http://www.mayoclinic.com/health/food-safety/AN01095
The food may not appear spoiled, but the bacteria have multiplied; it's just a question of how much the bacteria have multiplied and what toxins they have made. My guess would be that, in summer on a six day hike, you have a fair chance of getting sick. If you do this a dozen times you stand a good chance of getting seriously sick.

How often you'll get sick and how sick you get will depend on the temperature, on what bacteria are growing and on your immune system. If you have really cold glacial melt water (or snow) to keep it chilled you'll be OK.

If you do it anyway, aim for sterile conditions ( a lot easier to do in a kitchen than on the trail). Don't eat from the pack. Use boiling water to sterilize the spoon you use to remove the chicken from the pack. Use a clip to close the pack. Ideally pour boiling water over the closed pack and cool it down as fast as you can. Don't eat the leftover cold, heat it to HOT to kill any bacteria.

AaronMB
07-13-2011, 11:53
I'll second the cautions Snowleopard brings up above.

My biggest aim would be to keep any "new" nasties from getting into the chicken (ie: cross contamination coming from you; wash your hands first, etc). In short, I'd use the same chicken for lunch/dinner, if it was used the same day and it wasn't scorching outside. But, of course, doing this three times certainly increases your risk, technically.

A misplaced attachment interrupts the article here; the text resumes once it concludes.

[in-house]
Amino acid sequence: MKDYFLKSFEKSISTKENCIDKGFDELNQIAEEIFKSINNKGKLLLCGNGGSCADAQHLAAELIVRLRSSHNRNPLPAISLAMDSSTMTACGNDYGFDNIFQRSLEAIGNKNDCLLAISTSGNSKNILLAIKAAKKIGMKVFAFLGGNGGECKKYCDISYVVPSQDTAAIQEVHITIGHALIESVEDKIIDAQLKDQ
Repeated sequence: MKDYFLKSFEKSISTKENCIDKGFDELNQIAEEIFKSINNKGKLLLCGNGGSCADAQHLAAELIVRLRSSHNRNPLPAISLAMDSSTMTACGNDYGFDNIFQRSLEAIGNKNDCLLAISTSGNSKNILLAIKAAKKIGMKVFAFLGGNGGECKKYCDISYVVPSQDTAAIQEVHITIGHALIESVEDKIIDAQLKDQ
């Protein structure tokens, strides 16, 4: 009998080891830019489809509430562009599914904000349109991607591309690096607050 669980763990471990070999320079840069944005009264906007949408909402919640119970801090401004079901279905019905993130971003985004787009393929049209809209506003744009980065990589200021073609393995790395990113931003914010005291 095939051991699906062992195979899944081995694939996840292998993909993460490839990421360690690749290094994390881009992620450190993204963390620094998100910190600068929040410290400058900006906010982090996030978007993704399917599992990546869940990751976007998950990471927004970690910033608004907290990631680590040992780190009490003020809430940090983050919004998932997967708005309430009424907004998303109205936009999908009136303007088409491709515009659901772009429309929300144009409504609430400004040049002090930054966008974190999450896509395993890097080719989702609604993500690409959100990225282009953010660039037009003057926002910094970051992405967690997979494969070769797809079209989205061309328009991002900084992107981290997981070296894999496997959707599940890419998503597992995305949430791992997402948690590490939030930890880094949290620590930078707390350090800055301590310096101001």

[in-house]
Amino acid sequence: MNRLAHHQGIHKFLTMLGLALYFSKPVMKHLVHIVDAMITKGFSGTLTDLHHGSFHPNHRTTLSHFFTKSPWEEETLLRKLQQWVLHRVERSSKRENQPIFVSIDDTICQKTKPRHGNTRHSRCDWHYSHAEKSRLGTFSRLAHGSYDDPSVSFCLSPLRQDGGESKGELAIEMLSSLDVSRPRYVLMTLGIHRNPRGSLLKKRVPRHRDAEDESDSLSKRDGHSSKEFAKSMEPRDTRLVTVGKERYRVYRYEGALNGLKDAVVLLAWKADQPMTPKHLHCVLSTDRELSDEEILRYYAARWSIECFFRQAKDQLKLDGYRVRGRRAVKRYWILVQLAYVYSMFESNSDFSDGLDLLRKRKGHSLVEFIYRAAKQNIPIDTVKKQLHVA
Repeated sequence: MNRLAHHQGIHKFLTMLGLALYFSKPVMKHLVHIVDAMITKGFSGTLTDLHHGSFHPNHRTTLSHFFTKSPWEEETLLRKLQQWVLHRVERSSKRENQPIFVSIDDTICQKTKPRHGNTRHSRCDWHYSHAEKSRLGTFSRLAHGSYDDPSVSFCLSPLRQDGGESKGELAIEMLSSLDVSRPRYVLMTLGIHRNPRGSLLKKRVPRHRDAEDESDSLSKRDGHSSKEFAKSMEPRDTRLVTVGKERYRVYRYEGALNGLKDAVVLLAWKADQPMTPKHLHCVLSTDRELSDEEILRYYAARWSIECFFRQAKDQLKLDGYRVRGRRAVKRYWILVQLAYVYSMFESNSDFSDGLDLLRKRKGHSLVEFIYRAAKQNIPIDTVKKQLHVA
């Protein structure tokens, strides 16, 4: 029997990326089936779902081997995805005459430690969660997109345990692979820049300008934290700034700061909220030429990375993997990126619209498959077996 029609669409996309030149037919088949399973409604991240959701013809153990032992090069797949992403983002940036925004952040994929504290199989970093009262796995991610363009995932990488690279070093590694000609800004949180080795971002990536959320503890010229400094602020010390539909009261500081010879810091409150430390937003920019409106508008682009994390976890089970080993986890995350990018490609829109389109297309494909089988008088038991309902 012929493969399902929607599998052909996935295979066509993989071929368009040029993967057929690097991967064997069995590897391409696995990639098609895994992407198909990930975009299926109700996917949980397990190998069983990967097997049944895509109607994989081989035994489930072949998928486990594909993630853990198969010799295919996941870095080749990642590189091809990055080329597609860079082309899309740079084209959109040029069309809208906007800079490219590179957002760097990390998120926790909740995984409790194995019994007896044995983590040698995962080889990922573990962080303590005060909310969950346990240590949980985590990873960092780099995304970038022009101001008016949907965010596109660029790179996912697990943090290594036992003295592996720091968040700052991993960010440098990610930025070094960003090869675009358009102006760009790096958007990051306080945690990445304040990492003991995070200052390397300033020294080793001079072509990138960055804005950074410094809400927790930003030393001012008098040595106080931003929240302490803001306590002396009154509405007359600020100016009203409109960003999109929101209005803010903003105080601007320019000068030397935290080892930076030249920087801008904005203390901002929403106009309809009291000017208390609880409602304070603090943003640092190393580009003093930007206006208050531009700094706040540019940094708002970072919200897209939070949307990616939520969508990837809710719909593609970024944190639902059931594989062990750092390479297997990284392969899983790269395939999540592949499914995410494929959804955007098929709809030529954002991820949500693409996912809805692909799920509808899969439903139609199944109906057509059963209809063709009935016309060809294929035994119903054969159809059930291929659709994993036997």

Individual meal planing is good but since you're with friends, you might consider sharing/trading in order to avoid this situation...? Or perhaps rethink a meal or two? If you like tuna: single serving pouches are readily available and make for great tortilla wraps with a small packet of mayo or ranch; you'll get a bit of fat and carbs that way, too.

7oz/pouch seems heavy. I wonder if you can actually get smaller portions of canned chicken for less weight overall? (If you can have a fire where you're going: a nice hot fire + "soaking" cans in the coals overnight = easily crushable and packable cans the next day.)

Procras108r
07-13-2011, 15:48
1: Share with one of your buddies. If you truly think one complete packet is too much, maybe your hiking partners feel the same.
2: Partner with a hiking buddy to share kitchen duties. One cooks while the other gathers H20, firewood, preps sleeping area, etc.
3: Eat entire packet for one of the meals and go meatless for the other meal of the day.
4: You will be more hungry than you think. It is also great for your morale. Mangia, Mangia!

DamnYankee
07-13-2011, 16:13
Snowleopard is spot on with the warning of bacterial contamination and toxin by-products, 4 hours is the absolute most to let anything sit out at holding temp, and the trail certainly isn't your home kitchen that has been bleached clean. Nice dark pack + moist chicken = bacterial birthday party. My recommendation is not to do it.

United States Army Food Inspector

DamnYankee

10-K
07-14-2011, 07:39
I've found since I quit treating water last year I can eat danged near anything and not get sick. :)